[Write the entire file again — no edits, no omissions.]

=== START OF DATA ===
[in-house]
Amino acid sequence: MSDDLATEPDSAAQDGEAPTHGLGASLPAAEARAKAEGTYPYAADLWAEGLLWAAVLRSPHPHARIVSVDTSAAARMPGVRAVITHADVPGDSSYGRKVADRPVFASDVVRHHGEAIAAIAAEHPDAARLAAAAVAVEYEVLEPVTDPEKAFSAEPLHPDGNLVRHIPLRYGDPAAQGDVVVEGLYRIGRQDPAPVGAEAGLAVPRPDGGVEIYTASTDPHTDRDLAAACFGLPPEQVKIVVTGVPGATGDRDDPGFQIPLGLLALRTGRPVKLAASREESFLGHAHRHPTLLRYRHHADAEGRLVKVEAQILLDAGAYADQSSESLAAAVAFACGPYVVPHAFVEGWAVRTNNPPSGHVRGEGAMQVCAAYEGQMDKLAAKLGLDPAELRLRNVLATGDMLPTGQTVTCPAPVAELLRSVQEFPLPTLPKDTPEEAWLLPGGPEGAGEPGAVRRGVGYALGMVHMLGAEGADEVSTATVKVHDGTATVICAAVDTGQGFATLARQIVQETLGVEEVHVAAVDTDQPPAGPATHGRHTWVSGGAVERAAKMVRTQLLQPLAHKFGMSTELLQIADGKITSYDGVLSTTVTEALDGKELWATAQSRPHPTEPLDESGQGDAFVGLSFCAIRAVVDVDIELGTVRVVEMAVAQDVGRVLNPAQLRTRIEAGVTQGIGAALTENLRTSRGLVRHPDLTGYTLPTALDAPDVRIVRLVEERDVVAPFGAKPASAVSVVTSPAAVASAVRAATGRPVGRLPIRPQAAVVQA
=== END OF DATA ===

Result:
[in-house]
Amino acid sequence: MSDDLATEPDSAAQDGEAPTHGLGASLPAAEARAKAEGTYPYAADLWAEGLLWAAVLRSPHPHARIVSVDTSAAARMPGVRAVITHADVPGDSSYGRKVADRPVFASDVVRHHGEAIAAIAAEHPDAARLAAAAVAVEYEVLEPVTDPEKAFSAEPLHPDGNLVRHIPLRYGDPAAQGDVVVEGLYRIGRQDPAPVGAEAGLAVPRPDGGVEIYTASTDPHTDRDLAAACFGLPPEQVKIVVTGVPGATGDRDDPGFQIPLGLLALRTGRPVKLAASREESFLGHAHRHPTLLRYRHHADAEGRLVKVEAQILLDAGAYADQSSESLAAAVAFACGPYVVPHAFVEGWAVRTNNPPSGHVRGEGAMQVCAAYEGQMDKLAAKLGLDPAELRLRNVLATGDMLPTGQTVTCPAPVAELLRSVQEFPLPTLPKDTPEEAWLLPGGPEGAGEPGAVRRGVGYALGMVHMLGAEGADEVSTATVKVHDGTATVICAAVDTGQGFATLARQIVQETLGVEEVHVAAVDTDQPPAGPATHGRHTWVSGGAVERAAKMVRTQLLQPLAHKFGMSTELLQIADGKITSYDGVLSTTVTEALDGKELWATAQSRPHPTEPLDESGQGDAFVGLSFCAIRAVVDVDIELGTVRVVEMAVAQDVGRVLNPAQLRTRIEAGVTQGIGAALTENLRTSRGLVRHPDLTGYTLPTALDAPDVRIVRLVEERDVVAPFGAKPASAVSVVTSPAAVASAVRAATGRPVGRLPIRPQAAVVQA